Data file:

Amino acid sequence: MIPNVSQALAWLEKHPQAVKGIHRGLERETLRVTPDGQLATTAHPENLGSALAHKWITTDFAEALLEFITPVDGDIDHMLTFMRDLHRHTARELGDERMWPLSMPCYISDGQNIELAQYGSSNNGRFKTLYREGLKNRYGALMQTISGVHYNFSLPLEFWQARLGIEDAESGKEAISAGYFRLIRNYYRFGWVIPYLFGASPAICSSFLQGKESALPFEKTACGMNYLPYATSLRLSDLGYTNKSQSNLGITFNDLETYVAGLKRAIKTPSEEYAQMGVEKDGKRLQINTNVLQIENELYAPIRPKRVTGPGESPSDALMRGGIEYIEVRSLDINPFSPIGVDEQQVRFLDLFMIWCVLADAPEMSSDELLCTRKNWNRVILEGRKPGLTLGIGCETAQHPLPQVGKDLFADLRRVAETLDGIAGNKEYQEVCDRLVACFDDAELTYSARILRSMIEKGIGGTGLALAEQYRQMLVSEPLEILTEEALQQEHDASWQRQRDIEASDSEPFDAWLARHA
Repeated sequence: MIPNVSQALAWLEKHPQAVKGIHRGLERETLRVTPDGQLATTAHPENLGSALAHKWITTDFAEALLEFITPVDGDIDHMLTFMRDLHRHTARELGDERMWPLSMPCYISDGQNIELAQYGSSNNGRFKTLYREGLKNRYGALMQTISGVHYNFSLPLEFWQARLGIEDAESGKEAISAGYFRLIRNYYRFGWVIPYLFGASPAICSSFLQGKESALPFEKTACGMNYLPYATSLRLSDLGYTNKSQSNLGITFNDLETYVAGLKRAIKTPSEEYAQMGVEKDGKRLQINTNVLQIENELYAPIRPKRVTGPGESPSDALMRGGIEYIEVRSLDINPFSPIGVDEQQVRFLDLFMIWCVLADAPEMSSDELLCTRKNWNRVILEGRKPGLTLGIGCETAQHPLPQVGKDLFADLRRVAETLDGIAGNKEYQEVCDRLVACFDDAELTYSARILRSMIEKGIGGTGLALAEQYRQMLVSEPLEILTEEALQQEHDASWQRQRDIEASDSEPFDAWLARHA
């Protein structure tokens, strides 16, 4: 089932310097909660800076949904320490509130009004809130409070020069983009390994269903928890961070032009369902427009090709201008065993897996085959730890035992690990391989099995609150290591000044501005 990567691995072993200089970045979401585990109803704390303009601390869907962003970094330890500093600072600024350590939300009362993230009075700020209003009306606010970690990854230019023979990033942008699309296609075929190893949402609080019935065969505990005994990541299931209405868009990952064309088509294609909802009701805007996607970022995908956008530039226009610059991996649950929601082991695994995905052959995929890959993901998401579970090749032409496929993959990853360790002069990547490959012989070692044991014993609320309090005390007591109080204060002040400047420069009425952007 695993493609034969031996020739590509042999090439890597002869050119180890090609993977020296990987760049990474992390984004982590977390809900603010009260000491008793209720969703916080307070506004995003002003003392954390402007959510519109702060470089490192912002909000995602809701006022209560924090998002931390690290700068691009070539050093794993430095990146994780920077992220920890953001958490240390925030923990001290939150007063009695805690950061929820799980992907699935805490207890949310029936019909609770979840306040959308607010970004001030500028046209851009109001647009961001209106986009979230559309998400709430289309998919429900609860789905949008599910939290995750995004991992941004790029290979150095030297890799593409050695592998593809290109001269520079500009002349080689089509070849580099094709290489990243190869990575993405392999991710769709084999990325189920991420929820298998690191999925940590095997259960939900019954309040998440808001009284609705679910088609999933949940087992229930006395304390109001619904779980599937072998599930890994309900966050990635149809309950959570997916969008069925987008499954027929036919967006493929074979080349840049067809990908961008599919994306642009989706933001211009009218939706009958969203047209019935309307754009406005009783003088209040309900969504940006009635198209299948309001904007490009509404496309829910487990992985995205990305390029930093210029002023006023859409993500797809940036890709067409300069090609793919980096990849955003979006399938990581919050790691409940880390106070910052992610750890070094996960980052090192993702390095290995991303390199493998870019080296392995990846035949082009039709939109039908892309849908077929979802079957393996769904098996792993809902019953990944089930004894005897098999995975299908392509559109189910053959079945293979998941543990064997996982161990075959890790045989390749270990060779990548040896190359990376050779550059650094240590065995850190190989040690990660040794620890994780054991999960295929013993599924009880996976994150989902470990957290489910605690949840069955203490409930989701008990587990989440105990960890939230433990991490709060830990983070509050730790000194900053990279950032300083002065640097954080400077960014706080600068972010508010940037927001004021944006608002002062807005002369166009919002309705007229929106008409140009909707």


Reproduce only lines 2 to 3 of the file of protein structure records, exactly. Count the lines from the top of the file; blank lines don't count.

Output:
Repeated sequence: MIPNVSQALAWLEKHPQAVKGIHRGLERETLRVTPDGQLATTAHPENLGSALAHKWITTDFAEALLEFITPVDGDIDHMLTFMRDLHRHTARELGDERMWPLSMPCYISDGQNIELAQYGSSNNGRFKTLYREGLKNRYGALMQTISGVHYNFSLPLEFWQARLGIEDAESGKEAISAGYFRLIRNYYRFGWVIPYLFGASPAICSSFLQGKESALPFEKTACGMNYLPYATSLRLSDLGYTNKSQSNLGITFNDLETYVAGLKRAIKTPSEEYAQMGVEKDGKRLQINTNVLQIENELYAPIRPKRVTGPGESPSDALMRGGIEYIEVRSLDINPFSPIGVDEQQVRFLDLFMIWCVLADAPEMSSDELLCTRKNWNRVILEGRKPGLTLGIGCETAQHPLPQVGKDLFADLRRVAETLDGIAGNKEYQEVCDRLVACFDDAELTYSARILRSMIEKGIGGTGLALAEQYRQMLVSEPLEILTEEALQQEHDASWQRQRDIEASDSEPFDAWLARHA
């Protein structure tokens, strides 16, 4: 089932310097909660800076949904320490509130009004809130409070020069983009390994269903928890961070032009369902427009090709201008065993897996085959730890035992690990391989099995609150290591000044501005 990567691995072993200089970045979401585990109803704390303009601390869907962003970094330890500093600072600024350590939300009362993230009075700020209003009306606010970690990854230019023979990033942008699309296609075929190893949402609080019935065969505990005994990541299931209405868009990952064309088509294609909802009701805007996607970022995908956008530039226009610059991996649950929601082991695994995905052959995929890959993901998401579970090749032409496929993959990853360790002069990547490959012989070692044991014993609320309090005390007591109080204060002040400047420069009425952007 695993493609034969031996020739590509042999090439890597002869050119180890090609993977020296990987760049990474992390984004982590977390809900603010009260000491008793209720969703916080307070506004995003002003003392954390402007959510519109702060470089490192912002909000995602809701006022209560924090998002931390690290700068691009070539050093794993430095990146994780920077992220920890953001958490240390925030923990001290939150007063009695805690950061929820799980992907699935805490207890949310029936019909609770979840306040959308607010970004001030500028046209851009109001647009961001209106986009979230559309998400709430289309998919429900609860789905949008599910939290995750995004991992941004790029290979150095030297890799593409050695592998593809290109001269520079500009002349080689089509070849580099094709290489990243190869990575993405392999991710769709084999990325189920991420929820298998690191999925940590095997259960939900019954309040998440808001009284609705679910088609999933949940087992229930006395304390109001619904779980599937072998599930890994309900966050990635149809309950959570997916969008069925987008499954027929036919967006493929074979080349840049067809990908961008599919994306642009989706933001211009009218939706009958969203047209019935309307754009406005009783003088209040309900969504940006009635198209299948309001904007490009509404496309829910487990992985995205990305390029930093210029002023006023859409993500797809940036890709067409300069090609793919980096990849955003979006399938990581919050790691409940880390106070910052992610750890070094996960980052090192993702390095290995991303390199493998870019080296392995990846035949082009039709939109039908892309849908077929979802079957393996769904098996792993809902019953990944089930004894005897098999995975299908392509559109189910053959079945293979998941543990064997996982161990075959890790045989390749270990060779990548040896190359990376050779550059650094240590065995850190190989040690990660040794620890994780054991999960295929013993599924009880996976994150989902470990957290489910605690949840069955203490409930989701008990587990989440105990960890939230433990991490709060830990983070509050730790000194900053990279950032300083002065640097954080400077960014706080600068972010508010940037927001004021944006608002002062807005002369166009919002309705007229929106008409140009909707």